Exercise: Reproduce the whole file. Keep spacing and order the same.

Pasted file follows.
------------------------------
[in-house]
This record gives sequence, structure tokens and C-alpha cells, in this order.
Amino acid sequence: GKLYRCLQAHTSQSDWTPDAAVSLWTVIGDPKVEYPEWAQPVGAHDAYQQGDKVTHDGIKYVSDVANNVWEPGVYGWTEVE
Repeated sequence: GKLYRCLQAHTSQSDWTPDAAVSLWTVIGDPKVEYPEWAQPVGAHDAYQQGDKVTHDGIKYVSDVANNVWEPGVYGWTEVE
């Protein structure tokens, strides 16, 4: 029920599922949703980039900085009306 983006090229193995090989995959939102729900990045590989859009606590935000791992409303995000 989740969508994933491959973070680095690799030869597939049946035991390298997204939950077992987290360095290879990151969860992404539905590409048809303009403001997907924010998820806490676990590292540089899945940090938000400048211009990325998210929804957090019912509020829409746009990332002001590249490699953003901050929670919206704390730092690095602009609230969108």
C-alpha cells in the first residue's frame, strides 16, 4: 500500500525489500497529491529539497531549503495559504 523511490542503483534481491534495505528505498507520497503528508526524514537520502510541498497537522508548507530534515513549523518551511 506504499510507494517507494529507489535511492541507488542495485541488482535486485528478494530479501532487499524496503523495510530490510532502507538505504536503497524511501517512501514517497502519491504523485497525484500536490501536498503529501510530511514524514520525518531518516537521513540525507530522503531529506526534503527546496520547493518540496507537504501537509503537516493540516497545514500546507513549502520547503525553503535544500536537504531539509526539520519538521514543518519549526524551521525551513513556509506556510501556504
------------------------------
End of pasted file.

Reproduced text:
[in-house]
This record gives sequence, structure tokens and C-alpha cells, in this order.
Amino acid sequence: GKLYRCLQAHTSQSDWTPDAAVSLWTVIGDPKVEYPEWAQPVGAHDAYQQGDKVTHDGIKYVSDVANNVWEPGVYGWTEVE
Repeated sequence: GKLYRCLQAHTSQSDWTPDAAVSLWTVIGDPKVEYPEWAQPVGAHDAYQQGDKVTHDGIKYVSDVANNVWEPGVYGWTEVE
């Protein structure tokens, strides 16, 4: 029920599922949703980039900085009306 983006090229193995090989995959939102729900990045590989859009606590935000791992409303995000 989740969508994933491959973070680095690799030869597939049946035991390298997204939950077992987290360095290879990151969860992404539905590409048809303009403001997907924010998820806490676990590292540089899945940090938000400048211009990325998210929804957090019912509020829409746009990332002001590249490699953003901050929670919206704390730092690095602009609230969108």
C-alpha cells in the first residue's frame, strides 16, 4: 500500500525489500497529491529539497531549503495559504 523511490542503483534481491534495505528505498507520497503528508526524514537520502510541498497537522508548507530534515513549523518551511 506504499510507494517507494529507489535511492541507488542495485541488482535486485528478494530479501532487499524496503523495510530490510532502507538505504536503497524511501517512501514517497502519491504523485497525484500536490501536498503529501510530511514524514520525518531518516537521513540525507530522503531529506526534503527546496520547493518540496507537504501537509503537516493540516497545514500546507513549502520547503525553503535544500536537504531539509526539520519538521514543518519549526524551521525551513513556509506556510501556504